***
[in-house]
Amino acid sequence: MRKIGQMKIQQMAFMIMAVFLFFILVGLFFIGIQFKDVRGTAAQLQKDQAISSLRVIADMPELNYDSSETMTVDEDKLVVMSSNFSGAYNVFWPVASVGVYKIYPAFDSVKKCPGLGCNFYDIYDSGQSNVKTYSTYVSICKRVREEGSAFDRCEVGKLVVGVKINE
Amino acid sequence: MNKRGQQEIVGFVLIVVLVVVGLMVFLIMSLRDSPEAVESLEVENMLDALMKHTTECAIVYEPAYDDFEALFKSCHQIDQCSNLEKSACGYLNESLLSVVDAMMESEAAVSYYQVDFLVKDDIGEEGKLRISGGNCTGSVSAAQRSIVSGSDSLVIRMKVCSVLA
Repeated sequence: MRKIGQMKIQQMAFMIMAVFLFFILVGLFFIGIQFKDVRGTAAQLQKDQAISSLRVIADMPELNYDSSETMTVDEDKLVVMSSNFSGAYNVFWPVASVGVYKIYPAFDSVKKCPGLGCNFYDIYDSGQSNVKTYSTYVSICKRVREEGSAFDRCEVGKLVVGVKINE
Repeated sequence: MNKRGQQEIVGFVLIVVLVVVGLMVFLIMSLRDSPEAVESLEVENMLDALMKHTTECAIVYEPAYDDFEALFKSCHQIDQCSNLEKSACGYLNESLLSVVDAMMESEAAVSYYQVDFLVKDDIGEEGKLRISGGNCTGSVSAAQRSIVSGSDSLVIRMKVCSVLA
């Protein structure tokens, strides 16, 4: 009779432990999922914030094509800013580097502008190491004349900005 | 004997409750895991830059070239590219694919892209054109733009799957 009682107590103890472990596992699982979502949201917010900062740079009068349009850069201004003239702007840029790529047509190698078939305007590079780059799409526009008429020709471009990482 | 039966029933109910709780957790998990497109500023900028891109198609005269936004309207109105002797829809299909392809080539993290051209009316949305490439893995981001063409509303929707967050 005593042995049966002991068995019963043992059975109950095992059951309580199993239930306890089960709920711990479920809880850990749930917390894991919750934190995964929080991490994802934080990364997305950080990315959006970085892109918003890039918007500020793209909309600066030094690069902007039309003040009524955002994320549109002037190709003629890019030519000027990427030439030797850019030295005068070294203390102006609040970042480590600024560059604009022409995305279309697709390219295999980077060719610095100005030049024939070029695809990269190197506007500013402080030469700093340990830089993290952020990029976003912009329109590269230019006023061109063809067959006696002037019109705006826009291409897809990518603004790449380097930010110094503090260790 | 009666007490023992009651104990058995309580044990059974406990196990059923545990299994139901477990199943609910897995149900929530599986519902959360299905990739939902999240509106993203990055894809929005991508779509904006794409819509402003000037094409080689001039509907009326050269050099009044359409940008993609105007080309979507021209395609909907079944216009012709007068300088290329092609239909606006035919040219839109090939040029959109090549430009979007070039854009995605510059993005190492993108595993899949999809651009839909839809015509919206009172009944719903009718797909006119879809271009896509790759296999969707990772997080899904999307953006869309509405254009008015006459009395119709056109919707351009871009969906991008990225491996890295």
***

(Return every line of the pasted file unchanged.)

[in-house]
Amino acid sequence: MRKIGQMKIQQMAFMIMAVFLFFILVGLFFIGIQFKDVRGTAAQLQKDQAISSLRVIADMPELNYDSSETMTVDEDKLVVMSSNFSGAYNVFWPVASVGVYKIYPAFDSVKKCPGLGCNFYDIYDSGQSNVKTYSTYVSICKRVREEGSAFDRCEVGKLVVGVKINE
Amino acid sequence: MNKRGQQEIVGFVLIVVLVVVGLMVFLIMSLRDSPEAVESLEVENMLDALMKHTTECAIVYEPAYDDFEALFKSCHQIDQCSNLEKSACGYLNESLLSVVDAMMESEAAVSYYQVDFLVKDDIGEEGKLRISGGNCTGSVSAAQRSIVSGSDSLVIRMKVCSVLA
Repeated sequence: MRKIGQMKIQQMAFMIMAVFLFFILVGLFFIGIQFKDVRGTAAQLQKDQAISSLRVIADMPELNYDSSETMTVDEDKLVVMSSNFSGAYNVFWPVASVGVYKIYPAFDSVKKCPGLGCNFYDIYDSGQSNVKTYSTYVSICKRVREEGSAFDRCEVGKLVVGVKINE
Repeated sequence: MNKRGQQEIVGFVLIVVLVVVGLMVFLIMSLRDSPEAVESLEVENMLDALMKHTTECAIVYEPAYDDFEALFKSCHQIDQCSNLEKSACGYLNESLLSVVDAMMESEAAVSYYQVDFLVKDDIGEEGKLRISGGNCTGSVSAAQRSIVSGSDSLVIRMKVCSVLA
């Protein structure tokens, strides 16, 4: 009779432990999922914030094509800013580097502008190491004349900005 | 004997409750895991830059070239590219694919892209054109733009799957 009682107590103890472990596992699982979502949201917010900062740079009068349009850069201004003239702007840029790529047509190698078939305007590079780059799409526009008429020709471009990482 | 039966029933109910709780957790998990497109500023900028891109198609005269936004309207109105002797829809299909392809080539993290051209009316949305490439893995981001063409509303929707967050 005593042995049966002991068995019963043992059975109950095992059951309580199993239930306890089960709920711990479920809880850990749930917390894991919750934190995964929080991490994802934080990364997305950080990315959006970085892109918003890039918007500020793209909309600066030094690069902007039309003040009524955002994320549109002037190709003629890019030519000027990427030439030797850019030295005068070294203390102006609040970042480590600024560059604009022409995305279309697709390219295999980077060719610095100005030049024939070029695809990269190197506007500013402080030469700093340990830089993290952020990029976003912009329109590269230019006023061109063809067959006696002037019109705006826009291409897809990518603004790449380097930010110094503090260790 | 009666007490023992009651104990058995309580044990059974406990196990059923545990299994139901477990199943609910897995149900929530599986519902959360299905990739939902999240509106993203990055894809929005991508779509904006794409819509402003000037094409080689001039509907009326050269050099009044359409940008993609105007080309979507021209395609909907079944216009012709007068300088290329092609239909606006035919040219839109090939040029959109090549430009979007070039854009995605510059993005190492993108595993899949999809651009839909839809015509919206009172009944719903009718797909006119879809271009896509790759296999969707990772997080899904999307953006869309509405254009008015006459009395119709056109919707351009871009969906991008990225491996890295």